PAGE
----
Legal iPhones coming to Puerto Rico

Jobs: You want a new iPhone. Minions: We want 3 new iPhonesWell sort of. While there are already a few die hard Apple minions using first generation iPhones on the island, the effort they had to go through to accomplish the feat truly shows their obedience to the cult of Steve Jobs. Recently Jobs announced his continued evil-genius plans to the world in the annual Apple World Wide Developers Conference.

As many expected, Jobs announced the second generation iPhone, complete with 3G, GPS, and a new software SDK to promote the development of iPhone applications. In addition, Jobs announced the expansion of the distribution of the iPhone to 77 countries. Unfortunately, while many anticipated Puerto Rico would be among those countries, ultimately it was not. According to AAPLinvestors, a collective of Apple, Inc. investors and traders, while Puerto Rico was originally included in the list, it was removed. While there has been several promises made that the iPhone would be sold through Claro or AT&T, for now, Puerto Ricans will not be able to buy iPhones in Puerto Rico.

But the good news is that we can now legally "use" iPhones in Puerto Rico. Like silly things like laws, rules, or restrictions have stopped us before. Am I right, mi gente? Anyway, now we can buy an iPhone in the United States, but in order for it to work in Puerto Rico without roaming fees, it must be activated with a 787 area code. I'm not sure what are the steps needed to do the activation, so once the new phones become available in July, hopefully the process to activate them in Puerto Rico will become more common knowledge.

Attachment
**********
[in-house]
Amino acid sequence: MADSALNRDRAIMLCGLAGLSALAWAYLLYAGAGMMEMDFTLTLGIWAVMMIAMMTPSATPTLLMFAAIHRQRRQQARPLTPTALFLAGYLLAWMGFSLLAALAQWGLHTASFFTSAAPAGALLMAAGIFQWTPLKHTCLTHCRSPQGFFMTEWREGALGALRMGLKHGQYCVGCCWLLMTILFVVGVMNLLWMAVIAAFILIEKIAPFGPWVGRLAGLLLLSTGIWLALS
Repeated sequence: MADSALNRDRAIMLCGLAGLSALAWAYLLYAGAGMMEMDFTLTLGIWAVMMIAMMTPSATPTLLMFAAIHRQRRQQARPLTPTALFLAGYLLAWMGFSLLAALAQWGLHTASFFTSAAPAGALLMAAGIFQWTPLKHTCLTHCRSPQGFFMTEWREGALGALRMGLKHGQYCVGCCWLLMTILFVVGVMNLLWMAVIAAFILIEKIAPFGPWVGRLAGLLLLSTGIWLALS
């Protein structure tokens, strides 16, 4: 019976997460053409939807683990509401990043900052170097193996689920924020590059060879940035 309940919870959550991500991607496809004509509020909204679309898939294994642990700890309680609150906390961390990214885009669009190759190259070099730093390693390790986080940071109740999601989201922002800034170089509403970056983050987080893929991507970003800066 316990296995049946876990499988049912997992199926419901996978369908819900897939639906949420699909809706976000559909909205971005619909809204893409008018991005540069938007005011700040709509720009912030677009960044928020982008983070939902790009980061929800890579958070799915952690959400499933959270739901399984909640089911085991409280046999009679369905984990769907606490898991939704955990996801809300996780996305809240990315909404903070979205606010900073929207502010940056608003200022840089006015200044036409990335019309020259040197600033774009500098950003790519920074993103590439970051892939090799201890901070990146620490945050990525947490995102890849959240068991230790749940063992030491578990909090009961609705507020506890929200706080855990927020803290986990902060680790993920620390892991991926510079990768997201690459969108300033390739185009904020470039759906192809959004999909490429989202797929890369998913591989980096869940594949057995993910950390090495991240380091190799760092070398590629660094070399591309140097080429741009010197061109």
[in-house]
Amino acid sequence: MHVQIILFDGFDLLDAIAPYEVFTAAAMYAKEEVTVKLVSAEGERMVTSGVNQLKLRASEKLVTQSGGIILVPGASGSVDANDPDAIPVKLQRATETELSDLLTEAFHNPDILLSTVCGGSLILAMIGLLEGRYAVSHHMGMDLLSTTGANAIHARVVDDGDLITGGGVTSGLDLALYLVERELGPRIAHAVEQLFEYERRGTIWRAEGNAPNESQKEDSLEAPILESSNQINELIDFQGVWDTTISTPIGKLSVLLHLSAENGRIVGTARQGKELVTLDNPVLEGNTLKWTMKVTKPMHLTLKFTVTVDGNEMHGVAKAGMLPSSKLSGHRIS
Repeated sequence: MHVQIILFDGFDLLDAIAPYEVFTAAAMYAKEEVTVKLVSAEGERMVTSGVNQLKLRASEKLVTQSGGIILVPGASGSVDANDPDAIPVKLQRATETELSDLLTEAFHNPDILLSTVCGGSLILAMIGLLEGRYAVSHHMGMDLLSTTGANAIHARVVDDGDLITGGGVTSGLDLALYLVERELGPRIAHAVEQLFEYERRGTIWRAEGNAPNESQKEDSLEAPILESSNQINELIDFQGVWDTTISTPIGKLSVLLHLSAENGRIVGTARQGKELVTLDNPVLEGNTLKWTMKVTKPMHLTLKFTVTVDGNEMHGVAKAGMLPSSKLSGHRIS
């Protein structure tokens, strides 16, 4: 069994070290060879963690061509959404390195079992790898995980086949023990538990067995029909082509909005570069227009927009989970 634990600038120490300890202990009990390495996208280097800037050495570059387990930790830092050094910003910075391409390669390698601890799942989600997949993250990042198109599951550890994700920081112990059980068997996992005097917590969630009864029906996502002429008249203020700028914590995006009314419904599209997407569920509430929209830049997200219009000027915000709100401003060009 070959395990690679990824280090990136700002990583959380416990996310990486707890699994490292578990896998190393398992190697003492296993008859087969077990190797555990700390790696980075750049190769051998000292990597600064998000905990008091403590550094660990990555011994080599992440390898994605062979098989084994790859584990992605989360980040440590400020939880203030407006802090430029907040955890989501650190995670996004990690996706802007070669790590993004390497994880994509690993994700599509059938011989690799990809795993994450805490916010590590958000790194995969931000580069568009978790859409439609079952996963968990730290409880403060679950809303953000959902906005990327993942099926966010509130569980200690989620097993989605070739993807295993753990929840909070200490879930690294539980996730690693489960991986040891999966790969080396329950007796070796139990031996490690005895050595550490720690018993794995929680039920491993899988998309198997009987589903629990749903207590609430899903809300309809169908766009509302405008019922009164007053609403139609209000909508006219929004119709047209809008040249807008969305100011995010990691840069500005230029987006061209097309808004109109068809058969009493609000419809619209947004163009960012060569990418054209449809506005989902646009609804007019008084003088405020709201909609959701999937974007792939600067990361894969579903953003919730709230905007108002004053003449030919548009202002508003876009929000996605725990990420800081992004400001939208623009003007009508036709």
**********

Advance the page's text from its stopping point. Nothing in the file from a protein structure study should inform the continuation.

The Apple Handheld Juggernaut rolls on...

In anticipation of the new iPhone 3G announcement, The Macintosh News Network reported that:

Apple is likely to sell 45 million iPhones by 2009, according to analysts from research firm Piper Jaffray, who raised their price target on Apple shares a whopping $20 -- from $140 to $160. "We believe Apple can sell 45 million iPhones in calendar year 2009," the analysts said. "While this may seem like a bold prediction, we believe a number in this area is not as far of a reach as some may think."